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For most Apple users, Siri is a useful, occasionally annoying (and sometimes slightly unnerving) part of our lives. She’s cleverly programmed, and fun to tease with certain questions, but isn’t much more than a well-designed shortcut to fill our calendars and scan Google.

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For one family, however, Apple’s little assistant has become a crucial bridge between their child and the outside world. Author Judith Newman’s son Gus has autism, and Newman has written about the struggles of parenting him. Siri has been an unexpected lifeline for Gus. Siri has the benefit of mimicking gentle human responses and infinite patience, and “could endlessly answer his questions, keep her son company and express—in that flat, sweet Siri voice—the gift of common courtesy.”

The American Library Association has recognized the potential to reach children with autism using apps for years. One of the challenging aspects about working with autism is that it exists along a spectrum, and every child has different challenges. In terms of relationships, children with autism may struggle with “social-interaction, communication, and behavioral skills.”

As there are a range of challenges with autism, there are a range of apps to tackle them. There are apps that “work on social skills (such as Look in My Eyes Restaurant from FizzBrain), apps that support the development of daily living skills (one is Sequences for Autism from Club LIA), and ones that target speech and language issues (such as ConversationBuilder from the Mobile Education Store).”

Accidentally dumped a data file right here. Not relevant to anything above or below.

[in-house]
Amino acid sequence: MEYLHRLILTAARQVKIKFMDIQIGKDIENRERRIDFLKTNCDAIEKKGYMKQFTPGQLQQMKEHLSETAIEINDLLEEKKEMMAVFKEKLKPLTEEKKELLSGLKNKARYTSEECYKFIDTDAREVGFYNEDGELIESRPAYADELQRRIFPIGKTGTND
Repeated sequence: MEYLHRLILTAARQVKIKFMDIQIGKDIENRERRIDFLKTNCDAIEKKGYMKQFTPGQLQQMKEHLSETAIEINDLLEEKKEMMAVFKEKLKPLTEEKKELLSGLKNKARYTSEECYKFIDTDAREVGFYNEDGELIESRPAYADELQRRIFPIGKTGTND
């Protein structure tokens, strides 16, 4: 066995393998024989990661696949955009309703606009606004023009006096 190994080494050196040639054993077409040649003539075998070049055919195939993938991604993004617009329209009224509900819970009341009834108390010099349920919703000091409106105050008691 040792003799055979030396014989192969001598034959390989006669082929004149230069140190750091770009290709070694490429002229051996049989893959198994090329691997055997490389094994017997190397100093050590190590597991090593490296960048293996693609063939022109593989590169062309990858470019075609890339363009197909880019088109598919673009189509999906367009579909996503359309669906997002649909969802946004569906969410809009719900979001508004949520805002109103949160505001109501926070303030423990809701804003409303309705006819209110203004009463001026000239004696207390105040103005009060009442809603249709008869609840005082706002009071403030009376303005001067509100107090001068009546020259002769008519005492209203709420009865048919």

For any worried that apps would be isolating in nature, apps do not need to be as robust or as complicated as Siri to facilitate better social experiences. For example, the ALA points out that children with autism can sometimes struggle with the feeling of paint or glue on their fingers, and apps that allow them to draw on a screen let them participate in art-related activities in group settings.

Having iPads loaded with Apps, or app-friendly activities in a public space, can be encouraging to both children and their parents, “and send the very important message that these families are welcome in your library and that you are open to finding ways to serve them and meet their needs.”

As much as we malign technology, and condemn it for its inability to live up to human instincts and connection, the balance between the two works surprisingly well when helping children with special needs.

“That’s the wonderful thing about technology being able to help with some of these behaviors,” explained William Mark, President of SRI International. “Getting results requires a lot of repetition. Humans are not patient. Machines are very, very patient.”


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American Libraries, Vol. 44, No. 6 (JUNE 2013), pp. 36-39
American Library Association